Plagiarism is copying information from another person's work without citing the source, with the intention to make it appear as one's own work.
Want to know more? Take the e-learning How to avoid plagiarism?
Books and journals offered by the University Library are considered to be reliable literature sources. Articles in academic journals undergo peer review before publication. An article that has been submitted for publication is first reviewed by other scientists in the same research area (=peers).
In a world with alternative facts and fake news, it is wise to critically evaluate (online) sources. View this video from Johnson and Wales University Library (5:27) for tips to help you assess the reliability and accuracy of the information that is offered.
View this video from North Carolina State University Libraries (1:54) for a short explanation on the use and why of citing your sources.
In the medical sciences the Vancouver style is often used to format references. Here is an example:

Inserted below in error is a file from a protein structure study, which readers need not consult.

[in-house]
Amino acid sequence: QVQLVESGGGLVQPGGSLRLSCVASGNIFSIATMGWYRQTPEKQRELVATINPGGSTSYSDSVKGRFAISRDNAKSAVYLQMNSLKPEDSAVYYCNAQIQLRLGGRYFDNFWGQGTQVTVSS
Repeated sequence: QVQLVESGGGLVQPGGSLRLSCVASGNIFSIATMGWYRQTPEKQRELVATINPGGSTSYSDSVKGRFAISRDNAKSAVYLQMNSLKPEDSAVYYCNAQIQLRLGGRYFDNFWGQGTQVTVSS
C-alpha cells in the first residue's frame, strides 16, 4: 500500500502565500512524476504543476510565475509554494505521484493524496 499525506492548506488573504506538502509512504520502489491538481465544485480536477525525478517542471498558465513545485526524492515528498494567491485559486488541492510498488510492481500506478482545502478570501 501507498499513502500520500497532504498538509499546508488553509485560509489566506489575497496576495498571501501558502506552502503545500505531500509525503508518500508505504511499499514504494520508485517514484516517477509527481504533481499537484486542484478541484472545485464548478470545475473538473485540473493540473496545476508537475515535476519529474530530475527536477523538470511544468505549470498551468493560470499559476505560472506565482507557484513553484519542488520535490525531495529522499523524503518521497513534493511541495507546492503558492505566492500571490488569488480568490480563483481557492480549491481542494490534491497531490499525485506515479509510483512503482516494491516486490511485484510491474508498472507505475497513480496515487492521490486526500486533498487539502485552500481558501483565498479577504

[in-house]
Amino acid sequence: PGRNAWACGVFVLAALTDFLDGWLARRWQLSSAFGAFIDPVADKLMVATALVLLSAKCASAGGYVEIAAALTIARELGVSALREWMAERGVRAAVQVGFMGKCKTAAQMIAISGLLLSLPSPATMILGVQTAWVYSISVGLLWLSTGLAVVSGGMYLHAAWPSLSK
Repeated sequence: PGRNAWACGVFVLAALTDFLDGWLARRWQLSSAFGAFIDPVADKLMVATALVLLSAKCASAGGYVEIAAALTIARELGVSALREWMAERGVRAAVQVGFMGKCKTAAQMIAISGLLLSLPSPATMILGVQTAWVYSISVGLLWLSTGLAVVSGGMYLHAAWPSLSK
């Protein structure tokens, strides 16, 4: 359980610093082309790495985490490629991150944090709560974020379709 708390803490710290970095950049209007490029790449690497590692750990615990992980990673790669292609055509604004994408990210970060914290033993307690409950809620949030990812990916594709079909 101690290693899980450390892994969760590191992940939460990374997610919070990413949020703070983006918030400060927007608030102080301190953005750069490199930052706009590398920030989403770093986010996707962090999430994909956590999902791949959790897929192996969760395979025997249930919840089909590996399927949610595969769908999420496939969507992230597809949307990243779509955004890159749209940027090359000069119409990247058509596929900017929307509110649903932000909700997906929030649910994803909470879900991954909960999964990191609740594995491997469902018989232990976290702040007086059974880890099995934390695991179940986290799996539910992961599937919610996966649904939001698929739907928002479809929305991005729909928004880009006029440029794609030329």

Volume generally refers to the number of years; 2011 is the 21st year Trends in cell biology (Trends Cell Biol) has been published. This article was published in 2011 (and thus can be located in volume 21) . Issue refers to the numbering within a year. Because Trends Cell Biol is a monthly journal, this article can be found in the December issue.For more information see:
Several reference software programs are available to help you with citing your sources when writing articles and reports: EndNote, Mendeley etc.
The ICT service desk of the Radboudumc supports EndNote. If you would like to use other software, the Medical Library is happy to think along about the possibilities.
EndNote is a software program to collect and use literature references in your report or article.